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In this article we will see step by step how to install Oracle Database 19c on Unix and more specifically on Oracle Linux / Red Hat.
To begin with we should have a graphical environment either by connecting directly to the machine, or by using a terminal that allows to bring up a graphic like mobaXterm.
To download the files we need to install Oracle Database, click here.
Then we will have to install the required libraries on our operating system. To do this we run the following:
curl -o oracle-database-preinstall-19c-1.0-2.el8.x86_64.rpm https://yum.oracle.com/repo/OracleLinux/OL8/appstream/x86_64/getPackage/oracle-database-preinstall-19c-1.0-2.el8.x86_64.rpm
yum -y localinstall oracle-database-preinstall-19c-1.0-2.el8.x86_64.rpm
Then we need to go to SELINUX setting below and change the value to permissive:
sudo vi /etc/selinux/config
SELINUX=permissive ##αλλάζουμε αυτή τη τιμή
As a next step, stop and disable the firewall:
systemctl stop firewalld
systemctl disable firewalld
If we didn't already have a user on the operating system oracle we should set the password for it:
Finally, we create the folder that will contain the Oracle binaries and give the Oracle user access to the root folder that will contain them and our data:
mkdir -p /oracle/app/oracle/product/19.3.0/dbhome_1
chown -R oracle:oinstall /oracle
chmod -R 775 /oracle
After finishing the prerequisites, reboot the server.
When the machine restarts we log in as a user oracle:
Go to the folder we made before that will be the Oracle binaries and unzip the Oracle Database files we downloaded:
unzip -oq /home/oracle/Downloads/LINUX.X64_193000_db_home.zip
Before running the setup, because in this particular case the Oracle Linux 8 version is not yet supported, in order not to have a warning message during the installation, we run the following so that it behaves as if it were version 7.6:
Now we are ready to run the setup:
After a while the graphical environment will appear, there we will choose to install only the binaries (Set Up Software Only) and we will create a base later:
We choose that it will be a Single Instance and not a cluster:
We define the folder above product as Oracle Base:
We define the user oracle as the administrator in all groups:
We choose to run the scripts that are needed automatically by selecting the checkbox and adding the password of the root or sudo user:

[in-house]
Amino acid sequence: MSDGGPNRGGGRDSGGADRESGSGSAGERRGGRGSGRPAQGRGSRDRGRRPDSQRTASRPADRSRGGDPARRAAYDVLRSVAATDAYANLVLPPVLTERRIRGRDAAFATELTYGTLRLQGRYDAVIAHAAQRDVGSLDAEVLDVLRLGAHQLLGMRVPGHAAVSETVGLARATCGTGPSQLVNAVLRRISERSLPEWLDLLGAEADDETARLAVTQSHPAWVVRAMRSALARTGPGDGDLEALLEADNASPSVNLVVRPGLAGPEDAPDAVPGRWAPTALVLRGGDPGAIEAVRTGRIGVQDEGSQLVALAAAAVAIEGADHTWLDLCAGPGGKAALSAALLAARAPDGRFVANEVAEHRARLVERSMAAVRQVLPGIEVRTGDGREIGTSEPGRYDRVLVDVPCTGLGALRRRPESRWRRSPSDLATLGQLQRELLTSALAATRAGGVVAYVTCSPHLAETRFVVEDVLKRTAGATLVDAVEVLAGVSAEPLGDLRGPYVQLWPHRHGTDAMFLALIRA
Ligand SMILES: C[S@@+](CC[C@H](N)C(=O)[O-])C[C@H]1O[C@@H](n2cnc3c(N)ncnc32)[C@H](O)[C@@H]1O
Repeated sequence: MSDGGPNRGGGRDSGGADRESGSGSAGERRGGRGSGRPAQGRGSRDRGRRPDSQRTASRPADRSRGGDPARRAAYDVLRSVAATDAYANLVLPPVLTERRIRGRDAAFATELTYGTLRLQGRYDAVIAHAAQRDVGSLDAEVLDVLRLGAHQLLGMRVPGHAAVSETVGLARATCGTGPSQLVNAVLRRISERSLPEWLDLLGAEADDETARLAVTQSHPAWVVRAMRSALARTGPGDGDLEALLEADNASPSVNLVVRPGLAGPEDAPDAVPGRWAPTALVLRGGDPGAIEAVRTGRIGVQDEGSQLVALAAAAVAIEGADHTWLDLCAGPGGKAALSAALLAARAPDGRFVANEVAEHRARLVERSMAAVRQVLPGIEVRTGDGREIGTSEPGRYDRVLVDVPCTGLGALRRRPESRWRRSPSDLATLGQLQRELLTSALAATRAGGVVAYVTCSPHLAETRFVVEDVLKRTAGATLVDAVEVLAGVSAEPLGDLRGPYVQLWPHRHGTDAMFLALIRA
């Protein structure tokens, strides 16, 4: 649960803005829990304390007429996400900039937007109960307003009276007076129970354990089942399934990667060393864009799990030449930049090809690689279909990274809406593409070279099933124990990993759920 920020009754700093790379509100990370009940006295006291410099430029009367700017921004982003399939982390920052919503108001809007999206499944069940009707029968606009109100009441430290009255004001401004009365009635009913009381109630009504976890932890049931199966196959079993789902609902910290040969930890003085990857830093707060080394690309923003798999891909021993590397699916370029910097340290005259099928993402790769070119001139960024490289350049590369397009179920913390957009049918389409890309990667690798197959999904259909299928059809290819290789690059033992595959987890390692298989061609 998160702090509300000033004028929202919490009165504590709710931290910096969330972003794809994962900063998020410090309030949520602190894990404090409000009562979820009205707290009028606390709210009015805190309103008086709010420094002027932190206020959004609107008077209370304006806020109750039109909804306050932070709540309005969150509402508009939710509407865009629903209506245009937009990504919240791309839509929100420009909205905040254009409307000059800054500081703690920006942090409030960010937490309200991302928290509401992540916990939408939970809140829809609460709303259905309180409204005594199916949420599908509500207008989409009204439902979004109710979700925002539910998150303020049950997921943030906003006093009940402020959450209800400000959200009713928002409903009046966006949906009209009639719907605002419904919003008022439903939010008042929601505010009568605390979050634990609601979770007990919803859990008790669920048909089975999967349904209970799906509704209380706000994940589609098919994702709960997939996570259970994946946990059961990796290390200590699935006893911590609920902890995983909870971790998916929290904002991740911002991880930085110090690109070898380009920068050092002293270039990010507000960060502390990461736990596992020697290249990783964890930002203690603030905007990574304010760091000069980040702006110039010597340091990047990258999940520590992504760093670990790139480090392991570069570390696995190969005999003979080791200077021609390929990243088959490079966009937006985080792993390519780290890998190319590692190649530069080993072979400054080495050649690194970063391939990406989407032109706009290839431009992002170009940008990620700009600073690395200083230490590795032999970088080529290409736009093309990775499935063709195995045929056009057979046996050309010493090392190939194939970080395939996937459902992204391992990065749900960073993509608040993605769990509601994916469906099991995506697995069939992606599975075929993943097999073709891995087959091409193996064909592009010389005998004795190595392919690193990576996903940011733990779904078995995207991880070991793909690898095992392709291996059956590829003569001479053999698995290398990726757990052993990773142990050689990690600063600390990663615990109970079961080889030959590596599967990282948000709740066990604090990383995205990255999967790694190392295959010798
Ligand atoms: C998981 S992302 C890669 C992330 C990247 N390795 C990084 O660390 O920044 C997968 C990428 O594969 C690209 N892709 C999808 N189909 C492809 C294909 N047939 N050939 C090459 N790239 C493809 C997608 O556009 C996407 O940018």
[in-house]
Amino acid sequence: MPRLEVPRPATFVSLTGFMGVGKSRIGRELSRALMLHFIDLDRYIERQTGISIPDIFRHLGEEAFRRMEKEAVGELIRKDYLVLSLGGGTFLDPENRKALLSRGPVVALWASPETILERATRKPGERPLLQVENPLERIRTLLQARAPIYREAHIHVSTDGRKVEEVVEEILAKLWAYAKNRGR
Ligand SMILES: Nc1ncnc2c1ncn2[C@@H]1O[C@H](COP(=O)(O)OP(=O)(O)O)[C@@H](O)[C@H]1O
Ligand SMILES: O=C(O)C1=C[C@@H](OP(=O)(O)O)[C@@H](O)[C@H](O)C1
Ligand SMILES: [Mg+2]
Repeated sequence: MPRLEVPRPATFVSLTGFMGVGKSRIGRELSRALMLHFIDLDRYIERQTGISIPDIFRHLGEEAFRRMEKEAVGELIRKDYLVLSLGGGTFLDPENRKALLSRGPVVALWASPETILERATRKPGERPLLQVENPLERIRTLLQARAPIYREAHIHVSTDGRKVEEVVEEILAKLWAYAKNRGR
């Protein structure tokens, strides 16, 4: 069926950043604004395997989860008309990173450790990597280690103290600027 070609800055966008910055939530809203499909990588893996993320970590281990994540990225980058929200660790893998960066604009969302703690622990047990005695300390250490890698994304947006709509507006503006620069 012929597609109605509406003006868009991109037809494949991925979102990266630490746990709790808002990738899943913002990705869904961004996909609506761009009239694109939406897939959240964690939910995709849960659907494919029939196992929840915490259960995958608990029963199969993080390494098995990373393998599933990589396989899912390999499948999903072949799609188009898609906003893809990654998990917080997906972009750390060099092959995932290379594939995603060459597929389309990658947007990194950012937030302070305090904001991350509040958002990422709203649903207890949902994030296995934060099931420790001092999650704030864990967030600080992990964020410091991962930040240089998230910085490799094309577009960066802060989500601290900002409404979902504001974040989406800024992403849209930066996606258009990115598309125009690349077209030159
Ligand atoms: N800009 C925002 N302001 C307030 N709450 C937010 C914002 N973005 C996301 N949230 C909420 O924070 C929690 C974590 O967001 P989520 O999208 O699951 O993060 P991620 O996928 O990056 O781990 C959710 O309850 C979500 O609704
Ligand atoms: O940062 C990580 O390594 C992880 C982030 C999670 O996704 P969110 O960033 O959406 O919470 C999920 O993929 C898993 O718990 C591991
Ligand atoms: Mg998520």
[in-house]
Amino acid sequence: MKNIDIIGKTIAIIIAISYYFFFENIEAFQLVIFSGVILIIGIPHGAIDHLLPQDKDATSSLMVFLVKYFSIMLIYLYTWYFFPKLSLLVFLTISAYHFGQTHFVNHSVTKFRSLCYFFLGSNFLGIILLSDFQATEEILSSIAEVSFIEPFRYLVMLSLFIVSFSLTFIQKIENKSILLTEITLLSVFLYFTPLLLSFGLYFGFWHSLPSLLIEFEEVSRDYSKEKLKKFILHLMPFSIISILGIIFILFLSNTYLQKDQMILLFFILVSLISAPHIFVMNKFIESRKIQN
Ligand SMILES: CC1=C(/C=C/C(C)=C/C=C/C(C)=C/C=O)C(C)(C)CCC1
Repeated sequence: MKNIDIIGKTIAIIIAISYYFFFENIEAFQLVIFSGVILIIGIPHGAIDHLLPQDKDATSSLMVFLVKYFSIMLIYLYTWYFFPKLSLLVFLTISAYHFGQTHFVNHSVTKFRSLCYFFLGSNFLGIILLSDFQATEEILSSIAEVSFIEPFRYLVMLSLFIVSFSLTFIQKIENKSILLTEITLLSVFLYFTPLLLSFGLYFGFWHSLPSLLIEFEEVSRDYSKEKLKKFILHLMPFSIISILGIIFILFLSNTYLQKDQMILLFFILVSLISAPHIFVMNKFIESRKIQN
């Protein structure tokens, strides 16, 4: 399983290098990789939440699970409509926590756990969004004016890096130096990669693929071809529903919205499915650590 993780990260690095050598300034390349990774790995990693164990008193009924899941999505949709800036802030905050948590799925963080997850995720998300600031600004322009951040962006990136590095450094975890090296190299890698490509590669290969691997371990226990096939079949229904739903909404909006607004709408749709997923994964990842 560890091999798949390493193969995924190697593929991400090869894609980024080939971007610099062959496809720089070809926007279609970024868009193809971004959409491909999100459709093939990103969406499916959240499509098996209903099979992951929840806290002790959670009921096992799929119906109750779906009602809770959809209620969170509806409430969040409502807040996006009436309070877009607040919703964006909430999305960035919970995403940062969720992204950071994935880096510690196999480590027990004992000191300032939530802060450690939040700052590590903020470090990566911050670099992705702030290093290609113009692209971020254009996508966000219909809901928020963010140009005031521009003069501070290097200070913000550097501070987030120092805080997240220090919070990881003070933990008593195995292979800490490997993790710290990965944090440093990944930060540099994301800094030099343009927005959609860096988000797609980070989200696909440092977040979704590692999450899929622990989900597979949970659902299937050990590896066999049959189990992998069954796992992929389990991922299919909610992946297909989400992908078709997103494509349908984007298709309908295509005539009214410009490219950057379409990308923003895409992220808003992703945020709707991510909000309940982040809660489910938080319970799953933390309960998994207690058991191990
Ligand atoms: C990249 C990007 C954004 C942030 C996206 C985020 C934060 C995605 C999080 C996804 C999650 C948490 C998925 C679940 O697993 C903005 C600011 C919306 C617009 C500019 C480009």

In the next step it will show us that it may be missing, in this particular case I have 500mb less swap memory so I choose to ignore it:
In the last step of the installation we do a quick check that we have set the right parameters:
After the installation is complete, for the user to have oracle the information with its path and environment and not having to go through it again by hand by exporting we can put it in the file bash_profile ή profile.
To do this we go to the user's home directory oracle and edit the corresponding file:
There we add the following entries:
As ORACLE_SID we define the name of the instance we will connect to, which we will create in the next steps. It's just an opportunity to define it from now on, don't forget that we can have multiple instances so the one we connect to is defined by this variable:
To get the changes without rebooting, run the following:
Creating the base
After we finished the installation it's time to build it instance with our base.
So to do this and start the wizard that will guide us, we run the following command as oracle user:
After a while the following wizard will appear. There we choose Advanced configuration:
In the next step we choose Oracle Single Instance database and General Purpose:
Next we define the base name and name of the instance, in this case oradev and oradev1 respectively. We also remove the checkbox so that it is not created as a container database:
Then we choose where we want the data files to be saved, choosing multiplex redo logs and control files we can have a copy of each redo and control file in a separate location (for each redo log group):
In the next tab we define the path for the Fast Recovery Area and its size as we also enable archiving so that we can have an online backup:
In the next step we choose to create the listener to allow remote access to the base:
On the next screen we have to define a series of tabs.
In Memory define the memory that will be occupied by the instance, changing the total size of the memory will define a ratio for the SGA and PGA memory (the use of each one is detailed here):
In the Character sets select Unicode, AL16UTF16 and America American (not Greek):
We choose Next and remove the option to set Enterprise Manager for monitoring:
We do a final check that we have set the correct options:
We choose Finish and after a while when the installation is complete we will be able to connect to our database with sqlplus:
sqlplus / as sysdba
select status from v$instance;